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F: Cel. And we will mend thy Wages;
Cor. Assuredly the thing is to be sold;
I will your very faithful Feeder be,
SCE N E V.
Who loves to lye with me,
Unto the sweet Bird's Throat;
Here Mall be see no Enemy,
Fag. More, more, I pretheee, more.
Faq. I thank it; more, I prethee, more,
Ami. My Voice is rugged, I know I cannot please you,
Jaq. I do not desire you to please me,
Ami. What you will, Mounsieur Jaques.
Jaq. Nay, I care not for their Names, they owe me nothing. Will you sing?
Ami. More at your request, than to please my self.
Jaq. Well then, if ever I thank any Man, I'll thank you; but that they call Complement is like th' Encounter of two Dog-Apes. And when a Man thanks, me heartily, methinks I have given him a Penny, and he renders me the beggarly Thanks. Come fing, and you that will not, hold
Ami, Ami. Well, I'll end the Song. Sirs, cover the while the Duke will Dine under this Tree; he hath been all this day to look you.
Faq. And I have been all this day to avoid him,
And loves to lye P'th' Sun,
And pleas'd with what he gets ;
Here Mall you see, no Enemy,
But Winter and rough Weather.
Ami. And I'll sing it.
If it do come to pass,
A stubborn Will to please,
Here Mall he see, grofs Fools as he
And if he will come to me.
Jag. 'Tis a Greek Invocation, to call Fools into a Circle. I'll go sleep if I can; if I cannot, I'll rail against all the Firstborn of Egypt.
Ami. And I'll go seek the Duke, '; His Banquet is prepar'd.
[Excunt. SCENE VI. i.
Enter Orlando and Adam. Adam. Dear Master, I can go no further: 0 I die for Food ! Here lye I down,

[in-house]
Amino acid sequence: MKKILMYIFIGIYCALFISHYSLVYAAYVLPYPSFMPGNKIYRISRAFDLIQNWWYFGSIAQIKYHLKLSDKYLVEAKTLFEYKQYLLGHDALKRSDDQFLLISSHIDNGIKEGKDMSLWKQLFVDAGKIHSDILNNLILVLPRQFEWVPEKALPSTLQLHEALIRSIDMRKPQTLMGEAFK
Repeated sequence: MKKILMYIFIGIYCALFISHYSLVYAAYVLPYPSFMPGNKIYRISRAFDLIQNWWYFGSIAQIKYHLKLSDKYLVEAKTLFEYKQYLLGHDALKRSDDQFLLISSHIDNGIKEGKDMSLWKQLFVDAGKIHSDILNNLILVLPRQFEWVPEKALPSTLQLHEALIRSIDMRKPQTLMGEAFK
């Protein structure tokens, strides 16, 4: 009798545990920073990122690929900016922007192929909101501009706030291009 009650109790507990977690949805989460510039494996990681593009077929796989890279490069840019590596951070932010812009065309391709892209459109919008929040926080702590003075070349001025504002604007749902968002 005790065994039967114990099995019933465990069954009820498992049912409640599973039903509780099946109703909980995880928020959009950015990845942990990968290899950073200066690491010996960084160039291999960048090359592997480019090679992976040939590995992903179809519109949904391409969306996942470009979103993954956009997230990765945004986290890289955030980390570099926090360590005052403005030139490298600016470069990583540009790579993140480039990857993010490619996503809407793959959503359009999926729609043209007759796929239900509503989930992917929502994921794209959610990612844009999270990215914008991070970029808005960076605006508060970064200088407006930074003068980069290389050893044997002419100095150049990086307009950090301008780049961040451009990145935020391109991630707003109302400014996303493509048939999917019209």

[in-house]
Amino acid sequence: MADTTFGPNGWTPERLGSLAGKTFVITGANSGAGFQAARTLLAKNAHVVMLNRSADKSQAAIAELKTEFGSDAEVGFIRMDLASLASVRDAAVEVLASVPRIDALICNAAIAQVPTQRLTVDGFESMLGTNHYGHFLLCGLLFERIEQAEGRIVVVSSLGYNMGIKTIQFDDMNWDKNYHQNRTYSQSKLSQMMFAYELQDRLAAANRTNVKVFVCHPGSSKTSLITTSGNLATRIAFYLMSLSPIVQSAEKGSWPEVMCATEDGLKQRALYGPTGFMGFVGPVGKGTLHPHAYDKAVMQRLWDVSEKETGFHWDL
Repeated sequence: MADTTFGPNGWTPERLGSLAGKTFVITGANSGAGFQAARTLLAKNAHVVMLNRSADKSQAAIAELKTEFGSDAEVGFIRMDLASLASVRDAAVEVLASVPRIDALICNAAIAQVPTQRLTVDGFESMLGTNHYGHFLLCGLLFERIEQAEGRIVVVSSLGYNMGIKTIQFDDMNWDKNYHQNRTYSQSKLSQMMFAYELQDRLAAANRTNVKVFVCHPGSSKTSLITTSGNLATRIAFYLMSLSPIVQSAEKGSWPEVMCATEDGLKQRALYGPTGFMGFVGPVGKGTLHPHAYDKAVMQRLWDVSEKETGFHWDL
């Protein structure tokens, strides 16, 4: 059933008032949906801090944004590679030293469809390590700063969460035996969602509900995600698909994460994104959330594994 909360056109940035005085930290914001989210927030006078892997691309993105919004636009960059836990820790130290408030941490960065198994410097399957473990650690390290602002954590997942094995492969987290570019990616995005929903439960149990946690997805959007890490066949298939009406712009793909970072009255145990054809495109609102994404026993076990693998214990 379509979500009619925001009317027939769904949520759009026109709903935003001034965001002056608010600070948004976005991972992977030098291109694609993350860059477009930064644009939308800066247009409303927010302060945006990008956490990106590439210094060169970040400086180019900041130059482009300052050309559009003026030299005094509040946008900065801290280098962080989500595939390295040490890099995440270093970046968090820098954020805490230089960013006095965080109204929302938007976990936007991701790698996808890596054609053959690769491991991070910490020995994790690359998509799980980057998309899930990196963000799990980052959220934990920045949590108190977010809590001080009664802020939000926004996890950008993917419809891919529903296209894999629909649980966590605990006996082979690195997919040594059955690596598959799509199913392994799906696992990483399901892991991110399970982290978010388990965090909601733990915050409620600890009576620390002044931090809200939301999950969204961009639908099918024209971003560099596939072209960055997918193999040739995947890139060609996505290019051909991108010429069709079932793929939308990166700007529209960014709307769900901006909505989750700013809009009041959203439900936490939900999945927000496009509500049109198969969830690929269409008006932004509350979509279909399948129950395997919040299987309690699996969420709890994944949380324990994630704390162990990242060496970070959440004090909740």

And measure out my Grave. Farewel, kind Master.
Orl. Why how now, Adam ! no greater Heart in thee? Live a little, comfort a little, cheer thy self a little. If this unçouth Forest yield any thing Savage, I will either be Food for it, or bring it for Food to theea Thy Conceit is nearer Death, chan thy Powers. For my fake be comfortable, hold Death a while At the Arm's end : I will be here with thee presently, And if I bring thee not something to eat, I will give thee leave to die. But if thou dieft Before I come, thou art a mocker of my Labouri Well said, thou look'st cheerly. And I'll be with thee quickly ; yet thou lieft In the bleak Air. Come, I will bear thee To some Shelter, and thou shalt not die For lack of a Dinner; If there live any thing in this Desart. Cheerly, good Adam.
[Exeunt. SCENE VII.
Enter Duke Sen, and Lords. [A Table set out. Duke Sen. I think he be transform'd into a Beast, For I can no where find him like a Man.
i Lord. My Lord, he is but even now gone hence, Here was he merry, hearing of a Song.
Duke Sen. If he, compact of Jars, grow Musical,
Duke Sen. Why how now, Monsieur, what a Life is this,
Faq. A Fool, a Fool, I met a Fool i'th' Forest,
A CT II. SCENE I.
SCENE a Foreft.
like Forefters. Duke Sen. N OW my Co-mates, and Brothers in Exile, TV Hath not old Custom made this Life more
Amien. I would not change it; happy is your Grace
Duke Sen. Come, shall we go and kill us Venison?
i Lord. Indeed, my Lord,
Upon the Brook that brawls along this Wood,
Duke Son. But what said Jagues?
I Lord. O yes, into a thousand Similies.
Tis right, quoch he, thus Misery doth part
Duke Sen. And did you leave him in this contemplation?
2 Lord. We did, my Lord, weeping and commenting Upon the sobbing Deer,
Duke Sen. Show me the Place, I love to cope him in these fullen Fits, For then he's full of Matter. 2 Lord, I'll bring you to him straight. [Exeunt.